European Union to Hold Summit on Refugee Crisis
By admin November 6, 2015


On November 11th and 12th, 2015, the European Union (EU) will hold a migration summit in Valletta, Malta, with African stakeholders, including members of the Rabat and Khartoum migration processes, representatives of the African Union commission, and the Economic Community of West African States (ECOWAS). The summit builds on the EU-Africa Dialogue on Migration and Mobility, and is the result of calls by the European Council for such a summit in April 2015. The focus areas will be on: addressing the root causes of migration, organizing legal migration channels, protecting vulnerable migrants, ending exploitation and trafficking of migrants, and improving cooperation on return and readmission.

The EU announced on November 5th that more than 700,000 refugees and migrants had arrived in Europe so far in 2015, and that another 3 million are expected in 2016. 190,000 children have so far claimed asylum in Europe this year, according to UNICEF. The United Nations High Commissioner for Refugees (UNHCR) said that 218,394 migrants and refugees crossed the Mediterranean to reach Europe in October 2015 alone. There are likely to be more refugees than officially recorded, and many applications for asylum are rejected.

The main routes into the EU are through the Western Balkan countries, and the Eastern and Central Mediterranean. Strain is being placed on countries that are entry points, including Greece, Italy and Hungary. So far, 3,138 migrants have died attempting to reach Europe in 2015. 3,279 died in 2014.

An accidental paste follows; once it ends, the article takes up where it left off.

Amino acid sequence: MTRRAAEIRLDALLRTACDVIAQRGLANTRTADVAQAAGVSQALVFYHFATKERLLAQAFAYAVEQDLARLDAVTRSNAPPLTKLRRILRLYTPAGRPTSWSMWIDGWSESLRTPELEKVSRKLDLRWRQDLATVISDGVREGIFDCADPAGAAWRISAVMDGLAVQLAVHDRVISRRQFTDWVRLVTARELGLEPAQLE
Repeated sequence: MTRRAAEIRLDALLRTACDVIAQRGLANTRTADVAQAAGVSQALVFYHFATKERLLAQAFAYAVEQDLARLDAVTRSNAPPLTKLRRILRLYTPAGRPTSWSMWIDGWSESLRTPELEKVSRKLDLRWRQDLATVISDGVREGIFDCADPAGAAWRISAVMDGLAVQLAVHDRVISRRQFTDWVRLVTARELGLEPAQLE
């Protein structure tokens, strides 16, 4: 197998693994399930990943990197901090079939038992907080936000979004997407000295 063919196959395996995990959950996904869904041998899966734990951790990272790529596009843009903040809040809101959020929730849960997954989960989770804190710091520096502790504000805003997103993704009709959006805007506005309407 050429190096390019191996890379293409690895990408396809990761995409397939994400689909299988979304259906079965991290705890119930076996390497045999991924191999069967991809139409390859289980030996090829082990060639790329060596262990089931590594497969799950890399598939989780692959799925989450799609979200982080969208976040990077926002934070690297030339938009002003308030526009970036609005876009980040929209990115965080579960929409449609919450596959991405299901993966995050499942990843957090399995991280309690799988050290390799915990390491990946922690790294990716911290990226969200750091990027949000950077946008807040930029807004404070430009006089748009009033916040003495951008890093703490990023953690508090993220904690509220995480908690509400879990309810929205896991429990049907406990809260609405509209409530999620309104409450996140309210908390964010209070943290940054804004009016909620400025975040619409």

Syria is not the only place migrants are fleeing from, although it is responsible for the largest number. Migrants are also coming from Kosovo, Afghanistan, Albania, Iraq, Pakistan, Eritrea, Serbia, Ukraine, Yemen and Nigeria.

EU ministers have pledged to relocate 120,000 refugees throughout Europe. The plan will happen in phases, with 66,000 migrants currently located in Italy and Greece being relocated first, and then 54,000 in Hungary, eventually. The UK has agreed to take 4,000 refugees per year directly from camps close to Syria, although it will refuse any who make it to Europe of their own accord. Germany is the top destination for migrants, with more than 200,000 asylum applications. Hungary was the second most popular destination. Below is a graph comparing European countries’ wealth, size and acceptance of refugees.


Studies have shown that flows of refugees into a population have either long-term positive or neutral effects on the local economy. It has not been shown to cause deep unemployment or large numbers of displaced local laborers. The Valletta Summit may eventually create a better situation for the thousands of refugees fleeing their homes; at the very least, it will provide a good start.

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